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Spatial migration

  • Carmen Camacho

    ()

    (CES - Centre d'économie de la Sorbonne - CNRS : UMR8174 - Université Paris I - Panthéon-Sorbonne)

We develop a model economy adapting Hotelling's migration law to make individuals react to the gradient of their indirect utility. In a first version, individuals respond uniquely to utility differences. In a second phase, we insert our migration law as a dynamic constraint in a spatial model of economic growth in which a policy maker maximizes overall welfare. In both cases we prove the existence of a unique solution under certain assumptions and for each initial distribution of human capital. We illustrate some extremely interesting properties of the economy and the associated population dynamics through numerical simulations. In the decentralized case in which a region enjoys a temporal technological advantage, an agglomeration in human capital emerges in the central area, which does not coincide with the technologically advanced area. In the complete model, initial differences in human capital can trigger everlasting inequalities in physical capital.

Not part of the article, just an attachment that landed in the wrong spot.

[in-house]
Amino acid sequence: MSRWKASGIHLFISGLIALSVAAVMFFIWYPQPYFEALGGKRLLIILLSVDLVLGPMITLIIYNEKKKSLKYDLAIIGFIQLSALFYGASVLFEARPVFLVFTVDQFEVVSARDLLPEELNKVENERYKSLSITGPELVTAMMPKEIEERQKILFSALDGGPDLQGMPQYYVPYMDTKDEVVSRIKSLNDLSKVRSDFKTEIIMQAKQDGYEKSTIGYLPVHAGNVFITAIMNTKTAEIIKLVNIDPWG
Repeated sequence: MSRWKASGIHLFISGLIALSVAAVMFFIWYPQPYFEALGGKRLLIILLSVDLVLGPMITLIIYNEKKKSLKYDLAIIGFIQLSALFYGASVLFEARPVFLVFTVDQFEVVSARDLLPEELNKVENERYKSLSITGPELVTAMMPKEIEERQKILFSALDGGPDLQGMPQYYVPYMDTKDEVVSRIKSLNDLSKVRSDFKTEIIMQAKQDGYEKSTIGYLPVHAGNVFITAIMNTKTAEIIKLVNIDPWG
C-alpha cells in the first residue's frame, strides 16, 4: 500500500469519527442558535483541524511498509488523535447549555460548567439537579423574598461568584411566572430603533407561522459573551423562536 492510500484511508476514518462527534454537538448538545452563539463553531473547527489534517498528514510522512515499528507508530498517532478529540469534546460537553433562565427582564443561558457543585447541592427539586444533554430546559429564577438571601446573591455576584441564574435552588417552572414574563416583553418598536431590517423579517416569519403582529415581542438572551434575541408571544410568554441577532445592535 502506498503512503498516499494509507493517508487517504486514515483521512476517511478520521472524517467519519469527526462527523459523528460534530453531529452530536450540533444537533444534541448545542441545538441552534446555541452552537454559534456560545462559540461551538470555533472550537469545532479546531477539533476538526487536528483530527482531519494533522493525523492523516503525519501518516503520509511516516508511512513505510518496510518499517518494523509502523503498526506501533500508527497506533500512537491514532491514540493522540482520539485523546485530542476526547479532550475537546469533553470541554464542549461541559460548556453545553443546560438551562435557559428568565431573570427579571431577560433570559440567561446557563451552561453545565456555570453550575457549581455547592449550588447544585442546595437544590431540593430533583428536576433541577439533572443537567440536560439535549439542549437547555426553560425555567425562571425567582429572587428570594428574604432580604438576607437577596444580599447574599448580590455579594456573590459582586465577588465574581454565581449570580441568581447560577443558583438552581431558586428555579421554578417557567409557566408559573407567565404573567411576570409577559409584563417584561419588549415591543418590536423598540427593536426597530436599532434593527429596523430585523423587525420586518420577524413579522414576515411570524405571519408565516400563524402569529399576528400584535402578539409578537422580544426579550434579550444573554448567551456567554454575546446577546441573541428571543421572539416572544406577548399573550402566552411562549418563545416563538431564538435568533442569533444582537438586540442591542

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Paper provided by HAL in its series Université Paris1 Panthéon-Sorbonne (Post-Print and Working Papers) with number halshs-00801109.

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Date of creation: Feb 2013
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Handle: RePEc:hal:cesptp:halshs-00801109
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  1. Boucekkine, Raouf & Camacho, Carmen & Zou, Benteng, 2009. "Bridging The Gap Between Growth Theory And The New Economic Geography: The Spatial Ramsey Model," Macroeconomic Dynamics, Cambridge University Press, vol. 13(01), pages 20-45, February.
  2. Carmen Camacho & Benteng Zou & Maya Briani, 2005. "On the dynamics of capital accumulation across space," Working Papers 376, Bielefeld University, Center for Mathematical Economics.
  3. Puu, Tonu, 1989. "On Growth and Dispersal of Populations," The Annals of Regional Science, Springer, vol. 23(3), pages 171-86.
  4. Javier Alvarez & Pascal Mossay, 2006. "Estimation of a continuous spatio-temporal population model," Journal of Geographical Systems, Springer, vol. 8(3), pages 307-316, September.
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